Information Possibly Outdated
The information presented on this page was originally released on March 4, 2010. It may not be outdated, but please search our site for more current information. If you plan to quote or reference this information in a publication, please check with the Extension specialist or author before proceeding.
Edible plants allow grazing in landscape
If limited time or garden space challenges you to decide between an ornamental landscape and a vegetable or fruit garden, you may want to look at both of these areas from a new perspective.
The concept of incorporating edible plants into an ornamental garden is not new. Many of us are already doing it. Adding a pot of rosemary or parsley to your patio certainly qualifies. Most perennial or annual herbs or vegetables are great for containers or borders and can be beautiful as well as tasty.
Lately, I have been looking at edible fruiting shrubs with a fresh eye. There are many choices, and some make excellent accents or specimens while others are best used as screens.
These edible garden additions have benefits other than just the culinary ones. Many selections offer attractive foliage, fall color, interesting blooms and intriguing winter branching structure in addition to fruit packed with vitamins.
Scientific research indicates that the fruit that tastes good is also good for you. You can take a stroll through your edible garden and harvest a handful of fiber, vitamins and antioxidants. The plants you decide to add will depend on the space you have available, the amount of sunlight and whether or not you like to eat them.
One of my favorites is the loquat or Japanese plum. This is a small evergreen tree that produces fragrant flowers in autumn and juicy, orange, pear-shaped fruit that ripens in the spring. Loquat makes an excellent accent or specimen, as the coarse-textured foliage lends a tropical flair to the landscape.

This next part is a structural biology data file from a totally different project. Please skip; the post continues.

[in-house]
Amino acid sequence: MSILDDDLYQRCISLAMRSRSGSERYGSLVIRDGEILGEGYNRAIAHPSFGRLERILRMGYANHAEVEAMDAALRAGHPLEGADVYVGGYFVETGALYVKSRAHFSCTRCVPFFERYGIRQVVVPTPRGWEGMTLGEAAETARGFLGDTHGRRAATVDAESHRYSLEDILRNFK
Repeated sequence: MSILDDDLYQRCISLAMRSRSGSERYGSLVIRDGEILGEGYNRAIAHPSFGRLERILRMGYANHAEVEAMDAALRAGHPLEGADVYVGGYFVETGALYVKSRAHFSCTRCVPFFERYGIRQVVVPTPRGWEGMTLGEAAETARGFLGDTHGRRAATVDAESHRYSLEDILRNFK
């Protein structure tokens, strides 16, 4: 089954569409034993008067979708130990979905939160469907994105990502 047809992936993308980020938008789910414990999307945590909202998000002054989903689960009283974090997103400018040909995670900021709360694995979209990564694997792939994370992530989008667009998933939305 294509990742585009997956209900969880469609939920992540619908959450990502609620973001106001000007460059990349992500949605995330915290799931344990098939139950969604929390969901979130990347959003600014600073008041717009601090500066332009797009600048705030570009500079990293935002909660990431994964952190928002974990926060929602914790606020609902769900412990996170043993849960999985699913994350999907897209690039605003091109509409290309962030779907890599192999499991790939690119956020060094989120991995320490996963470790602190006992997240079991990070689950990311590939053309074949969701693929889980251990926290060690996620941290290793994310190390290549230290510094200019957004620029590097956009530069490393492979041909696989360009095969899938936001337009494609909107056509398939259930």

Another good landscape plant is the pineapple guava, a medium-sized evergreen shrub with blue-green foliage. It produces showy pink flowers in the spring and pineapple-flavored fruit that is ready by summer. Use pineapple guava for a hedge or a screen.
I also like the pomegranate, a small, deciduous tree. It produces bright orange, yellow or white flowers and golf ball- to softball-sized fruit. There are many varieties of pomegranate of various sizes and fruit and flower colors. Pomegranate is a tough little tree that makes a terrific accent or patio plant.
The rabbiteye blueberry is a medium-sized, semi-evergreen shrub that makes a good landscape addition. It has silvery-blue foliage, pinkish-white flowers, summer fruit and outstanding fall color. Rabbiteye will fruit better if you plant more than one variety, and these can be chosen to extend the fruiting season. Use these shrubs as a screen or hedge.
And lastly, don’t overlook the common fig, a large, deciduous shrub or small tree. Its coarse-textured foliage provides an interesting contrast in the garden. Celeste is cold-hardy and a good home garden selection.
These trees and shrubs provide culinary rewards and significant visual ones, too. All have beautiful foliage, flowers and fruit. None have serious insect or disease problems, so chemicals are rarely necessary.
So liven up your ornamental landscape by adding a few plants you can graze on. Your local garden centers and nurseries are loaded with new stock this spring. Give it a try -- get your graze on. I guarantee you will love it.